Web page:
Eskom given go ahead to increase electricity prices to recover R13 billion loss

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The National Energy Regulator of South Africa (NERSA) has given Eskom the go-ahead to make tariff changes. NERSA says the struggling power utility can recover just over R13 billion it lost last year. They took the decision after analysing the difference between Eskom's uncontrollable costs, its actual costs and revenues for last year. Eskom applied for NERSA to approve recovering of their R27 billion loss but the energy regulator has only approved R13 billion. This comes after Eskom recently blamed the energy regulator for using the lockdown as an excuse to delay dealing with the outstanding matters between the two entities, including the application for this outcome. NERSA also says it needed to balance the interests of both Eskom and the public. These tariff increases to recoup the lost money will only reflect in the coming years and will not reflect this year. However, this year Eskom will still go ahead with their yearly tariff increases.

In an interview with SABC News, Nhanhla Gumede, of NERSA said the process to draw up an implementation plan to recover the tariffs is to start immediately. Even though the conversations with the licensee and the consumers of the electricity will begin, the actual plan might only be developed by July. The current Eskom wholesale tariff from NERSA is about R0,85/KWh. This is not the price that the consumer gets because the municipalities will add their own charges on top. Gumede added that the Eskom Retail Plan will start from around R1.29/KWh. This is such a high price for the consumer to carry in a time where many South Africans are losing jobs, many are not working and there is no income. To make matters worse, the country like any other part of the world is dealing with the Coronavirus and is under a nationwide Level 4 lockdown which sees many industries closed. Gumede admitted that the current electricity prices need a review because they are not good for both Eskom and the consumer. In light of that, NERSA is beginning conversations with Eskom and the different consumers of electricity.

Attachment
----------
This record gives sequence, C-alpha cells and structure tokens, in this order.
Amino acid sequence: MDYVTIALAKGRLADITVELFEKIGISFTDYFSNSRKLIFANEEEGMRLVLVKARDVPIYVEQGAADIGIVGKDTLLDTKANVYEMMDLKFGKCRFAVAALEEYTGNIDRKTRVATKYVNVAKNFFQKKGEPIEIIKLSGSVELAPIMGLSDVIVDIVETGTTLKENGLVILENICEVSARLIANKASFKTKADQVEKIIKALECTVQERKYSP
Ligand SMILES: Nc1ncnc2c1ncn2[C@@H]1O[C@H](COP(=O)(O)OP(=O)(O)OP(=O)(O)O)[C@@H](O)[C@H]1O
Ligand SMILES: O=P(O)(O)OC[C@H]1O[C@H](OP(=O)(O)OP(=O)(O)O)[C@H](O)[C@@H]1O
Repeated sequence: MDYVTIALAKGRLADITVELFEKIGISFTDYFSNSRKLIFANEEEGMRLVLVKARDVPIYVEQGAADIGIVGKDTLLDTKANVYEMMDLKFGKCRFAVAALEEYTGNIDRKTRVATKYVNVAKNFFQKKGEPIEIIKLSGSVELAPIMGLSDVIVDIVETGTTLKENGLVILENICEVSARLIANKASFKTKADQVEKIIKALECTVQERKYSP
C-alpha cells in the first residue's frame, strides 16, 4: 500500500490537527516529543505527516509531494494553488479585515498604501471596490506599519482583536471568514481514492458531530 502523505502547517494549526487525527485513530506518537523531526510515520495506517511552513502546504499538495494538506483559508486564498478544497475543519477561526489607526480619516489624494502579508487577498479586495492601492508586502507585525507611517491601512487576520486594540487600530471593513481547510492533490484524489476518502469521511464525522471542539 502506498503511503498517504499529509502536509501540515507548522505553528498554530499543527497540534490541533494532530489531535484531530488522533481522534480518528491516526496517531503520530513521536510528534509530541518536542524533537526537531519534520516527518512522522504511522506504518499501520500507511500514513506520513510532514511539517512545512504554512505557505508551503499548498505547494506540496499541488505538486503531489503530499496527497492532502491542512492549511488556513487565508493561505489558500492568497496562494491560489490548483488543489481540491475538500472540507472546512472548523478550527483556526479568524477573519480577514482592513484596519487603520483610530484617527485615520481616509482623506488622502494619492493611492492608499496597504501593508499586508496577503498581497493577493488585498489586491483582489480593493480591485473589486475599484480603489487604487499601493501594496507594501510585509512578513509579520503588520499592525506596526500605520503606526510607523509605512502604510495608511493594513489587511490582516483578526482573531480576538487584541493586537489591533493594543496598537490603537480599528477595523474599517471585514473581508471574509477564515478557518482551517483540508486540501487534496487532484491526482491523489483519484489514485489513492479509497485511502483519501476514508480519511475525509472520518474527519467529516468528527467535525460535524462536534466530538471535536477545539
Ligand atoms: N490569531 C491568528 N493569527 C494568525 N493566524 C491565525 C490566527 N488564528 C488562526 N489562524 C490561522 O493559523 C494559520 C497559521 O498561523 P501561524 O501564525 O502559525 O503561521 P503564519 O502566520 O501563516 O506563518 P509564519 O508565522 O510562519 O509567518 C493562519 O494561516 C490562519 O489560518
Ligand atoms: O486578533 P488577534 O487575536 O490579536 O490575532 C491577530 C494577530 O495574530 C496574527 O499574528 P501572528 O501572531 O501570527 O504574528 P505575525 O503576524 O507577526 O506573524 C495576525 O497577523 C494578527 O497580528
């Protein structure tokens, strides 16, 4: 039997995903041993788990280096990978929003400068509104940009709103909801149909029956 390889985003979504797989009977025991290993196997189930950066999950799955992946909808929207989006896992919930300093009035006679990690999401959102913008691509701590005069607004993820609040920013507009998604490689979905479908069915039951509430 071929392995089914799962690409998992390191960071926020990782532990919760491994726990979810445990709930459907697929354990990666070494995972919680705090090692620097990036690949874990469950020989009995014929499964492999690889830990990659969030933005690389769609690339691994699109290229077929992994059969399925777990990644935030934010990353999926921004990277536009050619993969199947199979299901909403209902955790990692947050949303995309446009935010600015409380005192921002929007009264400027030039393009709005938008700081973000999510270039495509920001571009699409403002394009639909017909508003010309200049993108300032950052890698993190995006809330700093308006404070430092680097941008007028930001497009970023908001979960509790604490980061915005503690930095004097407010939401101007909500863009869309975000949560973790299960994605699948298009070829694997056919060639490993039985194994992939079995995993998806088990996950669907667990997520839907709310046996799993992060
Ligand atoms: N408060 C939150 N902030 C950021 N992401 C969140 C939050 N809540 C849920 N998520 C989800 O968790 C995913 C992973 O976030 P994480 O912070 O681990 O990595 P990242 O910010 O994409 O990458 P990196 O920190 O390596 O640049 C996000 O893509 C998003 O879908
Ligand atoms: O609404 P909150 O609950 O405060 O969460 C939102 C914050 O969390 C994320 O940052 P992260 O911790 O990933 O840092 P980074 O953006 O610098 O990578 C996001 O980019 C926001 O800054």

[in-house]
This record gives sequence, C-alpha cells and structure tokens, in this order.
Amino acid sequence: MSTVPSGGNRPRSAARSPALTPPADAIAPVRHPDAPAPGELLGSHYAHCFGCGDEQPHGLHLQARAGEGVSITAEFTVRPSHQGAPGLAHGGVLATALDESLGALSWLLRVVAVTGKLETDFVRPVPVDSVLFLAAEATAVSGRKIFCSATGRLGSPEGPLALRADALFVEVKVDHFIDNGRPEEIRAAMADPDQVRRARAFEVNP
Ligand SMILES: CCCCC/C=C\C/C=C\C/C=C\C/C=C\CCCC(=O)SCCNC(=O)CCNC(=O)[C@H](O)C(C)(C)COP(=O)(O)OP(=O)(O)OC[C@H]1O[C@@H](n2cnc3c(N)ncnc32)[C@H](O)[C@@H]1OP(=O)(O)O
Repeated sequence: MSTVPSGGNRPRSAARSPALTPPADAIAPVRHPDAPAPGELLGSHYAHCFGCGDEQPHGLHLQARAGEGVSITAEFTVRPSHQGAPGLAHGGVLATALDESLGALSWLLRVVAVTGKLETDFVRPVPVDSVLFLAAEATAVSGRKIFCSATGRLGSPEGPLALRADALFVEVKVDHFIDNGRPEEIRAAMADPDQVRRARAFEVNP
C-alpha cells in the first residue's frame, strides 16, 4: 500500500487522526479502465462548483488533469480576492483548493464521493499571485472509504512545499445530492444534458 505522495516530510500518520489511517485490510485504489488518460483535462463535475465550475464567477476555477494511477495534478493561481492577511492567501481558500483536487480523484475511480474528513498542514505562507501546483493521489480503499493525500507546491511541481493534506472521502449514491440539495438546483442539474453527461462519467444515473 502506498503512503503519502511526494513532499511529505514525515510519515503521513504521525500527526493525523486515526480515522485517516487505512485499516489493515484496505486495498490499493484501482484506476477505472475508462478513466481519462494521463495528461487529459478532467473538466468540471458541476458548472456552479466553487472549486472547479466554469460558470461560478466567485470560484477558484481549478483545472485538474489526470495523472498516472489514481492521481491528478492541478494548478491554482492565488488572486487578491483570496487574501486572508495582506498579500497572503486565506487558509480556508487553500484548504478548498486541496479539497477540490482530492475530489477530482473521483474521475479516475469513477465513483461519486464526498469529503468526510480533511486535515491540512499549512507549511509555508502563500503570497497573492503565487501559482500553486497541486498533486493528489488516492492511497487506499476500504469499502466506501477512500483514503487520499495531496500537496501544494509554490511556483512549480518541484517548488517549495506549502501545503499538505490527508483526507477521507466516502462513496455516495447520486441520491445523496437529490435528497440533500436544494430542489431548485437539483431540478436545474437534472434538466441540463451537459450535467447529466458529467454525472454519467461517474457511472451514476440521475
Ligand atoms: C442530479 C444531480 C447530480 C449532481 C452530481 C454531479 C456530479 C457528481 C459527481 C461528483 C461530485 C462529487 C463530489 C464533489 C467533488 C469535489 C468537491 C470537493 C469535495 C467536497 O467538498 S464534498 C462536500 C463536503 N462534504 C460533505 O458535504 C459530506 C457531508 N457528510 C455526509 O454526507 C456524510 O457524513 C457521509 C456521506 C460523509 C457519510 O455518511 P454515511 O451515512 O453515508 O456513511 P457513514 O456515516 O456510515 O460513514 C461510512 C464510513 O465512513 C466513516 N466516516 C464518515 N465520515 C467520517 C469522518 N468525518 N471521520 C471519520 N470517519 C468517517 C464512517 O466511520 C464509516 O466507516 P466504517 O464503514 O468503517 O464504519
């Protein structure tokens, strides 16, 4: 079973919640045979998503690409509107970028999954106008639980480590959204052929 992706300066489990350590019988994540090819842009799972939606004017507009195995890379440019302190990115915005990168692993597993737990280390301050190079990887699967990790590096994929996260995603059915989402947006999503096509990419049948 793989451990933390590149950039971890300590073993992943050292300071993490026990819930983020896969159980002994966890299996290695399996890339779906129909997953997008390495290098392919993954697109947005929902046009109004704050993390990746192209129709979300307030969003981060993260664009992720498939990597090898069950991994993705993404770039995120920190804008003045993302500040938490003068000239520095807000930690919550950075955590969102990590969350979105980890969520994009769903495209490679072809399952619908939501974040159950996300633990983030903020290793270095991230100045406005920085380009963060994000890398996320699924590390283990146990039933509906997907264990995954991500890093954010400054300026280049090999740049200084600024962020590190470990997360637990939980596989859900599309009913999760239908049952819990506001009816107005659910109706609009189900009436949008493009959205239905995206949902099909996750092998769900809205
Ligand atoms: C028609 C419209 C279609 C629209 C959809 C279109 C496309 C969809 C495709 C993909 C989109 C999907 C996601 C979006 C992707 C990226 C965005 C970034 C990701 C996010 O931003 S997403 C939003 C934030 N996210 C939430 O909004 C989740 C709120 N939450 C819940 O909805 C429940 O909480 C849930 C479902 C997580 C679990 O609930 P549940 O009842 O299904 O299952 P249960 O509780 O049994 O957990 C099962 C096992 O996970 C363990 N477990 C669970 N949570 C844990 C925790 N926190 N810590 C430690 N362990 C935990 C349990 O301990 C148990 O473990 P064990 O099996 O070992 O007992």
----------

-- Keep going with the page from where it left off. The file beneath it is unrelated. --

In February, The energy regulator conducted public hearings in almost all of South Africa's provinces which were meant to give all electricty stakeholders an opportunity to give their input into the tariffs that are sought by Eskom. Gumede said despite these public hearings, there is a challenge in disproving some costs that Eskom presents as a real cost. As long as they are unable to prove why that cost should not be legitimately recognized the regulator is forced to incorporate that cost into the pricing. He added all stakeholder comments are actually taken into account and reviewed and they are then taken account of in the pricing to the extent which they can be incorporated. The energy regulator went on to say that they will be starting a conversation with Eskom as early as Thursday to resolve outstanding cases then possibly take them to court. One of the cases is the 3 year R69 million cash injection by treasury which Eskom says is a bailout but NERSA considered it as a tariff subsidy.

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